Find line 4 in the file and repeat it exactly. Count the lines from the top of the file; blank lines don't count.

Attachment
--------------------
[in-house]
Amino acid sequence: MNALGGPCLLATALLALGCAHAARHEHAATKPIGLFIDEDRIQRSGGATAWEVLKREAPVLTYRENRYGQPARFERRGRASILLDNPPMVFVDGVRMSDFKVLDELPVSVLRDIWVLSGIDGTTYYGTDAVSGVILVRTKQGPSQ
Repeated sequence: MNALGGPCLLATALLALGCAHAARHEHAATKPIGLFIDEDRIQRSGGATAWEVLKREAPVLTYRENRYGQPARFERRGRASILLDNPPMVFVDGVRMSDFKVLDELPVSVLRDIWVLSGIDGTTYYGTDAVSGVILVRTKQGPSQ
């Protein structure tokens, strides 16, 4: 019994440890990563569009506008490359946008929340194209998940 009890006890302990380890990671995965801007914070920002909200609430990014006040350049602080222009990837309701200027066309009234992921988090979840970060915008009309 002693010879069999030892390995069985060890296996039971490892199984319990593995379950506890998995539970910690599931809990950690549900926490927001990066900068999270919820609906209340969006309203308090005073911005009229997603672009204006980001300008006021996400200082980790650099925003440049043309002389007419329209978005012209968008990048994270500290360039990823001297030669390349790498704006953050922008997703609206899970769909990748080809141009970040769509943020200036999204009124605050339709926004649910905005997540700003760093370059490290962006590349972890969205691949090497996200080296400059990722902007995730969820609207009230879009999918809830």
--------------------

């Protein structure tokens, strides 16, 4: 019994440890990563569009506008490359946008929340194209998940 009890006890302990380890990671995965801007914070920002909200609430990014006040350049602080222009990837309701200027066309009234992921988090979840970060915008009309 002693010879069999030892390995069985060890296996039971490892199984319990593995379950506890998995539970910690599931809990950690549900926490927001990066900068999270919820609906209340969006309203308090005073911005009229997603672009204006980001300008006021996400200082980790650099925003440049043309002389007419329209978005012209968008990048994270500290360039990823001297030669390349790498704006953050922008997703609206899970769909990748080809141009970040769509943020200036999204009124605050339709926004649910905005997540700003760093370059490290962006590349972890969205691949090497996200080296400059990722902007995730969820609207009230879009999918809830």